Submitted to: Japan Poultry Science
Publication Type: Review Article
Publication Acceptance Date: January 5, 2000
Publication Date: N/A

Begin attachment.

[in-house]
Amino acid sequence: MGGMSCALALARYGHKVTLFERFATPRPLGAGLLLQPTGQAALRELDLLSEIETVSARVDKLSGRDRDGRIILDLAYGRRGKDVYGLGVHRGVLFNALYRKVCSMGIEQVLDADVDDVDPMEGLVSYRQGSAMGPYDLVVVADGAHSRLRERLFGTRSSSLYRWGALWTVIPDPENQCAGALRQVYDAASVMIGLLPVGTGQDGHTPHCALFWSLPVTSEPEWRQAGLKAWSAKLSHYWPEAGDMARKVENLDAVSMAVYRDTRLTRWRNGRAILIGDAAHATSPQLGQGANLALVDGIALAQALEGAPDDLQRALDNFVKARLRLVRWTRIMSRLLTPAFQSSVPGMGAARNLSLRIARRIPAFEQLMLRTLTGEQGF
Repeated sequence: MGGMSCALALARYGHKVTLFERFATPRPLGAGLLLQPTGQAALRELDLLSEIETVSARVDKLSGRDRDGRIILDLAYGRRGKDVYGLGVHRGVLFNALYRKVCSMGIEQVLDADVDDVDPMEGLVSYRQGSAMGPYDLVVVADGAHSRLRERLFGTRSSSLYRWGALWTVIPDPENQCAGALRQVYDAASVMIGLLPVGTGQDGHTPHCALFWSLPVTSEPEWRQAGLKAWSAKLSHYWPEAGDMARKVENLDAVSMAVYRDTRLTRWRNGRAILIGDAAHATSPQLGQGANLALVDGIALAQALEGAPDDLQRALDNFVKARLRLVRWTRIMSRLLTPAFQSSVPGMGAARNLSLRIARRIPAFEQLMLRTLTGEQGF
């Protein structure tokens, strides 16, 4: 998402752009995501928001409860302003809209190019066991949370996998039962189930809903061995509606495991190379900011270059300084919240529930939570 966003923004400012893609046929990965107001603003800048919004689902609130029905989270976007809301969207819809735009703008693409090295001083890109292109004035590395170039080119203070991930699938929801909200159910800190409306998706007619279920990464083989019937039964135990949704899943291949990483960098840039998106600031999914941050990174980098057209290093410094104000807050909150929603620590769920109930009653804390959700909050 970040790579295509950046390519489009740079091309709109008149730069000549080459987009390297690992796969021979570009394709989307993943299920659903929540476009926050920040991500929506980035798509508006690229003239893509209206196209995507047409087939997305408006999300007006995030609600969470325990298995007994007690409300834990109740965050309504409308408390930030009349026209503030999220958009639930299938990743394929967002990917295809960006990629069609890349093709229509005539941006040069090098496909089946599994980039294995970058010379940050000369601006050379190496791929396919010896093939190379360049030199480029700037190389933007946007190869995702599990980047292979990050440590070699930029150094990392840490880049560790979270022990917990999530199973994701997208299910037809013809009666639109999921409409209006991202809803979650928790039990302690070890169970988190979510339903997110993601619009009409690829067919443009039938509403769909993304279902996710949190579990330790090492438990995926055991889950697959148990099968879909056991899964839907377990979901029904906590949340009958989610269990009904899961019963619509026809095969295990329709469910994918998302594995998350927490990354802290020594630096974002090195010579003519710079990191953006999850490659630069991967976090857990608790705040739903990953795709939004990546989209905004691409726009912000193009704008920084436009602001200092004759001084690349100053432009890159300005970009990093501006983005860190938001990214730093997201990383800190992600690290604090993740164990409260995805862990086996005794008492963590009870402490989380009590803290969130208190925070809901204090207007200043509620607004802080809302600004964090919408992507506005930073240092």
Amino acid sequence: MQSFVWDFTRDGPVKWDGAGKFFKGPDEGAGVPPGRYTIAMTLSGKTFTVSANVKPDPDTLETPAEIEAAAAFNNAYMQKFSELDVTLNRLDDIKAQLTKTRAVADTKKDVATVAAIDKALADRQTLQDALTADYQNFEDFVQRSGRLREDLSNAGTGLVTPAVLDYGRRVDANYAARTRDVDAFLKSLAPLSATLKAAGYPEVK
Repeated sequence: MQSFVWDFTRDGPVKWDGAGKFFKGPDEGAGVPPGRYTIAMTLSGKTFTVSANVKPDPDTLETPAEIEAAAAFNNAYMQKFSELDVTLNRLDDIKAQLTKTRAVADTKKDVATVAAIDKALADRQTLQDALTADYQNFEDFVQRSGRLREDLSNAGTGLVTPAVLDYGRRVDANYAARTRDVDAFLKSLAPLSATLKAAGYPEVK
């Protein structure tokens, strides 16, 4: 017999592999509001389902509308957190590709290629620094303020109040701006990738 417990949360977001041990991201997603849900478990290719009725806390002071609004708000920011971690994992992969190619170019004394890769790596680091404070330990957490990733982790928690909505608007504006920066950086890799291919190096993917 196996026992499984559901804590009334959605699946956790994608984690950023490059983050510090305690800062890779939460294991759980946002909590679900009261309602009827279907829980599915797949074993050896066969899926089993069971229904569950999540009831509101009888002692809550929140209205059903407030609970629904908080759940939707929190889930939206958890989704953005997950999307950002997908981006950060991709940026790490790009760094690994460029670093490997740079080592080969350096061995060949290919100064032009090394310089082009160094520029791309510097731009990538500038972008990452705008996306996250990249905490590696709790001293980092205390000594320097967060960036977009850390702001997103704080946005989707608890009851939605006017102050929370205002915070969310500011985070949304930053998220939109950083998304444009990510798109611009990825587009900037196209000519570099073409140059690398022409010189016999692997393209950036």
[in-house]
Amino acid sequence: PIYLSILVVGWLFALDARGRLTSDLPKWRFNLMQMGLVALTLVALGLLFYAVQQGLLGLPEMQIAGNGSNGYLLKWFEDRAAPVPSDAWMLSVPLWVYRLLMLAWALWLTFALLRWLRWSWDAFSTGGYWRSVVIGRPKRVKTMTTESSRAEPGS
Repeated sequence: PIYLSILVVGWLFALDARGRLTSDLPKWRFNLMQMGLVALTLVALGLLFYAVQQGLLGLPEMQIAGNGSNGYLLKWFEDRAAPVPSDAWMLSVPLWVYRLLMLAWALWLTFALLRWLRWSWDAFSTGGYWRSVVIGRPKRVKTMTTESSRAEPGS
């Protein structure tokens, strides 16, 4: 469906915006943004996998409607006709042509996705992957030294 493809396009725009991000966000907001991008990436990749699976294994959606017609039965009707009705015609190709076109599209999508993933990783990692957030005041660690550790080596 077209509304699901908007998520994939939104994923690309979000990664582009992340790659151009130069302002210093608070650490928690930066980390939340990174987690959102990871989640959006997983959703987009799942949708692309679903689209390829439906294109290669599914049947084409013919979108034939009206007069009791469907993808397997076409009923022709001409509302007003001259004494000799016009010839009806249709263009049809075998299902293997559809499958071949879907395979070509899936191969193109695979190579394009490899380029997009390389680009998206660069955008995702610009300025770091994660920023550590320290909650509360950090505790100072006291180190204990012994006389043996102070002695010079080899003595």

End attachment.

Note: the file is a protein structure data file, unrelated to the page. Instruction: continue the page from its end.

Intensive rearing practices have been developed within the past few decades to keep pace with the increasing demand for the high quality, low cost protein source that poultry provides. A major negative consequence of these practices has been an increase in the incidence of diseases. Enteric diseases, in particular, have emerged as a major problem threatening the future viability of the poultry industry. Development of vaccines agains the major avian diseases has become a priority in the poultry industry. Protozoan parasites of the genus Eimeria and Cryptosporidium represent two major parasitic diseases which multiply in the gut of wide range of hosts, including poultry and livestock. However, development of drug resistance by coccidia parasites, the increasing cost of identifying new antibiotic compounds and public awareness of drug residues in foods warrant alternative methods to prevent parasitic diseases. To this end, enhanced understanding of basic immunobiology of gut-associated lymphoid tissues (GALT) will facilitate the development of alternate control strategy against these parasites. Because of the importance of cell-mediated immunity, coccidiosis vaccines must be capable of stimulating intestinal T cells. Future successful development of an effective vaccine against coccidiosis will depend on further investigation of protective immunity to Eimeria infection and identification of important immunogenic parasite molecules. This review will highlight recent progress in avian intestinal immune system and vaccine development against major avian enteric parasites, Eimeria and Cryptosporidium .